In a recent interview, Read My Lips director Jacques Audiard described the tacit agreement between his movie's two principal characters this way: "I'm ugly and intelligent, you are handsome and stupid.... Together we can work miracles!" Luckily, there's more to it than that.
Carla is a hearing-impaired office worker continually trampled upon by the company of male superiors, who routinely make her desk a dumping ground for their empty coffee cups. She's painfully aware of her lack of beauty, but only by reading co-workers' lips does Carla learn that she's considered a dog. (Never mind that Emmanuelle Devos, who plays Carla, is actually rather cute.)
When she's given permission to hire an assistant, lonely Carla's classified ad sounds more like it belongs in the personals than the employment section. But it manages to attract Paul (Vincent Cassel), a ruggedly handsome ex-con who seems as unfamiliar with photocopiers as with hot showers, and Carla hires him. Paul respects Carla and begins to stand up for her against the frat-boy office clique. Though he comes on a little too strong at first, Carla can't help responding to his amorous attention. When problems with the mob force Paul to quit, Carla isn't quite ready to sign his final time card.
From here, Read My Lips transforms from wavering office romance to sweaty noir--although labeling this movie is a tricky proposition. Paul discovers that the greasy loan shark (Olivier Gourmet) to whom he's indebted is pulling off a heist. With Carla's lip-reading prowess, Paul figures that together they just might be able to rob the robbers.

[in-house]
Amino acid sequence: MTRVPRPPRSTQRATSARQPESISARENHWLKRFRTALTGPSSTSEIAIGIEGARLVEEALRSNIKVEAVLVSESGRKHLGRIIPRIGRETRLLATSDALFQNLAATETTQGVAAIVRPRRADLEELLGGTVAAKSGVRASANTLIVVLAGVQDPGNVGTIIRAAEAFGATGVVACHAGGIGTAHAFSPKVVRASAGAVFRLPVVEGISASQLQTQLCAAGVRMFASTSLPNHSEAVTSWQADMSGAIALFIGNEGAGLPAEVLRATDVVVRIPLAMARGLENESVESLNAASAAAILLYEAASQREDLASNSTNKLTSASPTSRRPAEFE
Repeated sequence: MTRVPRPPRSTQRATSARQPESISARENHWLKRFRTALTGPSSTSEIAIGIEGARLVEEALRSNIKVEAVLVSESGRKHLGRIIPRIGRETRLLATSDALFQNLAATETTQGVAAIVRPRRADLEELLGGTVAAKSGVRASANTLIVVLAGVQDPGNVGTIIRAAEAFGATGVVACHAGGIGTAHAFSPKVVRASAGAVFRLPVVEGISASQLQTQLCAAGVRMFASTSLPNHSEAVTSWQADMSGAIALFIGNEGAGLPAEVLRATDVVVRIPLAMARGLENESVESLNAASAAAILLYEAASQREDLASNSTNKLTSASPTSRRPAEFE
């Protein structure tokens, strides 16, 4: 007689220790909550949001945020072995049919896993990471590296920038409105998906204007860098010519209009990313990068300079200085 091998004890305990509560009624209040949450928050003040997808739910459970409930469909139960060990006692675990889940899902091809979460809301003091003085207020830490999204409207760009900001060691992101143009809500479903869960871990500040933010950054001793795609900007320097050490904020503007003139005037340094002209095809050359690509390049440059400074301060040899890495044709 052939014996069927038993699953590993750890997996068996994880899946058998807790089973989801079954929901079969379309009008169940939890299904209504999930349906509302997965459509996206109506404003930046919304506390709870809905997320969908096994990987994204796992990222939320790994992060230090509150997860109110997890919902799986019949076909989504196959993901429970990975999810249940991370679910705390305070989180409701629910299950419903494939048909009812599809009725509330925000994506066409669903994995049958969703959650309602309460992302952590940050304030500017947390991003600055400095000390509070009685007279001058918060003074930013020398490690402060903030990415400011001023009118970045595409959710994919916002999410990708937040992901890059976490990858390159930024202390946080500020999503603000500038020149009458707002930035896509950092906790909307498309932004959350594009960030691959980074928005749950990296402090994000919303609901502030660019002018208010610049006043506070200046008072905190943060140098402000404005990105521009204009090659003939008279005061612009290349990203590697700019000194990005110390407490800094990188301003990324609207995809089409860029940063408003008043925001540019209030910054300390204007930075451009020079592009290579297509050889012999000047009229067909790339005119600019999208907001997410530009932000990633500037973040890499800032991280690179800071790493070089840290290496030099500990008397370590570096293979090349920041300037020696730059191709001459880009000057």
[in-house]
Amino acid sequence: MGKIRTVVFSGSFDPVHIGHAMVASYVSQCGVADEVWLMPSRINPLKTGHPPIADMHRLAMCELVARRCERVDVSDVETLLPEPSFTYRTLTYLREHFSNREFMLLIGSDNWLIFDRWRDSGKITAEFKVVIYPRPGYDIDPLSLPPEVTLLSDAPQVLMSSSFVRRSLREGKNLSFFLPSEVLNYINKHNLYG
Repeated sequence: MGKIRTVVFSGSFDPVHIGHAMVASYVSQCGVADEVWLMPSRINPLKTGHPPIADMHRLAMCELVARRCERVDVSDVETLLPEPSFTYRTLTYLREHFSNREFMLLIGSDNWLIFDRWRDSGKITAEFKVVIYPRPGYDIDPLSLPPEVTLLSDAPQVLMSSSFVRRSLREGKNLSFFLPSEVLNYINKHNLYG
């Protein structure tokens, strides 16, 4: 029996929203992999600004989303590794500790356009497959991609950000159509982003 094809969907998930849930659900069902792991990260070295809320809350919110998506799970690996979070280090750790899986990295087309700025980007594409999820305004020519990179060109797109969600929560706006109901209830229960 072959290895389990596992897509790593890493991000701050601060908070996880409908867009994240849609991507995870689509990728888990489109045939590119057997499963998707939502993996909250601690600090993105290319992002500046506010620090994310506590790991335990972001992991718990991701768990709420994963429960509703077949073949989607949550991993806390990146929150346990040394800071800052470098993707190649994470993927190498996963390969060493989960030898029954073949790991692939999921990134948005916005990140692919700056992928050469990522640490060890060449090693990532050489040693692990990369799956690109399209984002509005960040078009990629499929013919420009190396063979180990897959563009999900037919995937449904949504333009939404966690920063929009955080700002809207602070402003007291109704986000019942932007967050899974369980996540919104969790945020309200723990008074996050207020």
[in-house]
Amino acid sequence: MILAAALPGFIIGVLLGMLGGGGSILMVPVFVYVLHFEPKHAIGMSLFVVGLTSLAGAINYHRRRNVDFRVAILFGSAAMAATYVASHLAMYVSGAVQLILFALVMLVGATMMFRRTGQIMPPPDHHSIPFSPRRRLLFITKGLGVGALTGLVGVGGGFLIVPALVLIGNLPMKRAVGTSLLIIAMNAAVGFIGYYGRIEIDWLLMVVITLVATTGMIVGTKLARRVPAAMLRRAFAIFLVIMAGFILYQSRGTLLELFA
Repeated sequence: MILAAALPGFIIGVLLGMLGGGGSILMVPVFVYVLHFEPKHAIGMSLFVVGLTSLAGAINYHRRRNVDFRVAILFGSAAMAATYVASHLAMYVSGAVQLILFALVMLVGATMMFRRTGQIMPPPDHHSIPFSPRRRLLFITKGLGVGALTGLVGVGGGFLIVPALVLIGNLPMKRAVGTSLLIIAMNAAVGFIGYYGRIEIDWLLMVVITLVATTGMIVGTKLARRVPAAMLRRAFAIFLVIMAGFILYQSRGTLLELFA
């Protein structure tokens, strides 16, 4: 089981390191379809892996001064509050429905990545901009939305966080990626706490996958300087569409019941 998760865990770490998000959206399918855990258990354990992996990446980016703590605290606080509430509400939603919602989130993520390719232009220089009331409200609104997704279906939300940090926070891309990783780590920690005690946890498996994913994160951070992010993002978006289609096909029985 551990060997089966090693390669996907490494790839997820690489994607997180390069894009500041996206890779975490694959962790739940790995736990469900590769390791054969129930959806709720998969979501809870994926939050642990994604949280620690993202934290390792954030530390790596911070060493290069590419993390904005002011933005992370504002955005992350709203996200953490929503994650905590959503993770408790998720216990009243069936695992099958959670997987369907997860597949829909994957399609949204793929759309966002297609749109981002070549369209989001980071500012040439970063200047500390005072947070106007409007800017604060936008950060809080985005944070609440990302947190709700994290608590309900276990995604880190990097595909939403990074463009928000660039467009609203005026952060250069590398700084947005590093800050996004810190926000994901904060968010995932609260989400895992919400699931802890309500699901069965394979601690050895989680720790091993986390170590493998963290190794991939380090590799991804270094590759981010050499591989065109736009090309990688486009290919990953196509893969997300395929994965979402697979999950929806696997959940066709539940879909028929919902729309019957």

Combining restraint with powder-keg intensity, Devos truly shines as Carla emerges from her mousy faade, enlivened by the danger Paul has brought to her life. Carla's all too happy to swap her sweaters and pumps for silk stockings and heels in an effort to fit the mode (this is a sexy movie with scarcely a hint of actual sex). Paul may be using Carla just like her old bosses did, but this time Carla is a power broker, not a secretary. Also, the realization that back-stabbing and stealing are not restricted to dismal office culture is for Carla a kind of epiphany: If this is the game, she thinks, I might as well play it to win. And the same is true for Paul. Each gives the other a newfound confidence to take matters into their own hands.
In taking Carla and Paul from conniving office to perilous mobbed-up nightclub and back again, Audiard moves in and out of the traditional thriller/noir genre as if it were a dark hall leading to other rooms, thereby playing with our common expectations of the style. To accentuate this, Audiard's camera and lighting--contrasting dark shadows and dreary whiteness--emphasize the disparity of appearance even as the content ties these two environments together as breeding grounds for cruelty. The filmmaker seems to believe that the central distinction between the corporate world and gangland is that one may be harsher, but at least its practitioners are up-front about it. And if most of us still would prefer petty pencil-pushing to blood and bullets, that's precisely what makes Audiard's mismatched misfits fun to watch: As quintessential noir heroes, Carla and Paul make the desperate leap we wouldn't dare.
Not rated. In French, with English subtitles. Opens Friday, Aug. 9.